Budget carrier Tigerair yesterday announced three new agreements with other airlines in a move to expand its network in key Asian markets such as India.
The low-cost carrier will partner China Airlines to establish a new Taiwan-based budget carrier named Tigerair Taiwan.
It has also signed a three-year deal with Indian budget carrier SpiceJet, which will allow passengers to travel between 14 Indian cities and Singapore via Hyderabad from next month.
They include Bhopal, Mumbai, Kolkata, Delhi, Goa, Mangalore and Tirupati.
The interline arrangement will allow passengers connecting to flights on either of the airlines to transfer without having to check in their luggage again.
Tigerair also plans to better align its flights with budget carrier Scoot to offer local travellers more flexibility and flight options.
Said Tigerair Group chief executive Koay Peng Yen: "These alliances will enable us to tap on the strengths of our strategic partners and extend our presence into existing and new markets without taxing our balance sheet."
The partnerships will mean greater travel options for Tigerair customers, he said.
Tigerair will own a 10 per cent stake in Tigerair Taiwan, which will have a paid-up capital of about NT$2 billion (S$84.7 million).
Tigerair Taiwan will be operational by the fourth quarter of next year with an initial three aircraft. The joint venture will operate under the Tigerair brand and use its website as its main sales platform. It will be run by a separate board and management team.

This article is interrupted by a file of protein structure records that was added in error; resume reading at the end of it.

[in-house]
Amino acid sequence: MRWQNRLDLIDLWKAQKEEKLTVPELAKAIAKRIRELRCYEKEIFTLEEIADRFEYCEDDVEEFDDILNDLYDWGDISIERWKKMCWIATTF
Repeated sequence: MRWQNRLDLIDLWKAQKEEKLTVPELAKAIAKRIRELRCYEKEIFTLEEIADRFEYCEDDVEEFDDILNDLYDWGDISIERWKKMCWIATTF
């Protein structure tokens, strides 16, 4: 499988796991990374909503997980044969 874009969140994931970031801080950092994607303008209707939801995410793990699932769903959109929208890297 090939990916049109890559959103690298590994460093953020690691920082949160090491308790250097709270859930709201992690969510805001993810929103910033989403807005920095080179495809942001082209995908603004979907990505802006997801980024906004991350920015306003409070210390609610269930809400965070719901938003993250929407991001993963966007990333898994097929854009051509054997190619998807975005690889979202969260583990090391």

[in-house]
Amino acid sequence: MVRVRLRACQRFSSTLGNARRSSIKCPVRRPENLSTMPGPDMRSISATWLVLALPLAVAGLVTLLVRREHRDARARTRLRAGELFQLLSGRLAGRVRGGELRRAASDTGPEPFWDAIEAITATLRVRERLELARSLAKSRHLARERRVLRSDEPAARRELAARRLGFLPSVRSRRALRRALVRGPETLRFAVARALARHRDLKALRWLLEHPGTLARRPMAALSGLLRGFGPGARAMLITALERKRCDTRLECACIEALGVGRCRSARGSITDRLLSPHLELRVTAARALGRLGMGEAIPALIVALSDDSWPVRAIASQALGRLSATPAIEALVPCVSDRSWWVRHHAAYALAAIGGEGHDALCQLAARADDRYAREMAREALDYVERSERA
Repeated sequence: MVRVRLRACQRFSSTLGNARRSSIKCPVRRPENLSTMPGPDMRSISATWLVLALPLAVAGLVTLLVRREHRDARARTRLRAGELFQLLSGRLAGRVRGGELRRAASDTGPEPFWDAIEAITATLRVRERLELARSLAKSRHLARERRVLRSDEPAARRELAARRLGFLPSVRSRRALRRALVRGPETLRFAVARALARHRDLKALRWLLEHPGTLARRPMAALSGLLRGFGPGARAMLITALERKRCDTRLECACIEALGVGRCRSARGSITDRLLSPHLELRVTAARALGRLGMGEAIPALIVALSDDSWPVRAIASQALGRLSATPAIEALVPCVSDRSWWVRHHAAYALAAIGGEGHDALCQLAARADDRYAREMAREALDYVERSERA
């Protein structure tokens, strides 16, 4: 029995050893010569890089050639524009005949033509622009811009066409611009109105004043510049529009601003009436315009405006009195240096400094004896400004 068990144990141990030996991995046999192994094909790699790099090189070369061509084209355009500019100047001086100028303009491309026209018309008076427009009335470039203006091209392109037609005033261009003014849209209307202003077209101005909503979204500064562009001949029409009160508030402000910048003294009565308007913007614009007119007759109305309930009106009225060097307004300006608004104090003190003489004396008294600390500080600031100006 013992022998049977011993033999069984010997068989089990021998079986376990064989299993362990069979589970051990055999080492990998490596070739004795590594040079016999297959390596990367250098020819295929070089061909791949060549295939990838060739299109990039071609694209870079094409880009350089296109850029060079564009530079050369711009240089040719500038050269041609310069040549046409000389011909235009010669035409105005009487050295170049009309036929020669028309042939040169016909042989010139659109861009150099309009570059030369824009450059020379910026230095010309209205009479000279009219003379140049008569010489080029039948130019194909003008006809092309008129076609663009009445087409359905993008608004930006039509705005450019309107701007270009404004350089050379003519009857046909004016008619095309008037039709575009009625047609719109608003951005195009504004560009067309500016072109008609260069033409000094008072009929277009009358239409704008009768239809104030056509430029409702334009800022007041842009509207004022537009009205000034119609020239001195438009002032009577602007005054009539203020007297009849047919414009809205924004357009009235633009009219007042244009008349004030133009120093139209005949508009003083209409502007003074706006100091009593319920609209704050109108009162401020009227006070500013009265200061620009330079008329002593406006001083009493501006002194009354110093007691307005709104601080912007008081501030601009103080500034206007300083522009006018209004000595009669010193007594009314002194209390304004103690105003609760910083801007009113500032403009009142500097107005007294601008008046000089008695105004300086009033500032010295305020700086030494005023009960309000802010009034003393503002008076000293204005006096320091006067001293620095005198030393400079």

Mr Koay said the new budget airline is expected to target China, Korea, Japan and South-east Asia.
He added that the airline will start using Tigerair's Airbus A-320 jets and grow its fleet to 12 aircraft in two to three years.
Tigerair's 10 per cent stake in the venture was an "appropriate" number agreed on by both airlines, though this could rise in the long term, he said. Tigerair can own a maximum stake of 49 per cent in the joint venture.
Analyst Brendan Sobie from the Centre for Asia Pacific Aviation said the new airline gives Tigerair another outlet for expansion from Taiwan, which is under- used by low-cost carriers.
He said Tigerair's low stake is "slightly unusual" for the low-cost model, in which affiliates generally have stakes between 30 per cent and 49 per cent.
Mr Sobie noted that while the low stake means low risk, "if there are future disagreements, having 10 per cent doesn't give much say at the board level".
Tigerair and Scoot will submit an application to the Competition Commission of Singapore for anti-trust immunity after agreeing to expand on their alliance. If approved, the airlines could jointly operate and sell parallel routes, as well as align policies and pricing.
Said Scoot chief executive Campbell Wilson: "Our interline cooperation over the past year has revealed strong demand for joint itineraries from customers outside Singapore and it's clear there is similar demand from Singaporeans for greater alignment."
Separately, Scoot - the fully owned budget offshoot of Singapore Airlines - also announced that it would form a new low-cost airline with Thai carrier Nok Air.
The new airline will be named NokScoot and be based at Don Muang International Airport in Bangkok.
It will operate wide-body aircraft on medium- and long-haul international routes and have an initial investment of 2 billion baht (S$78.3 million). Details about its fleet, products and route network will be announced later.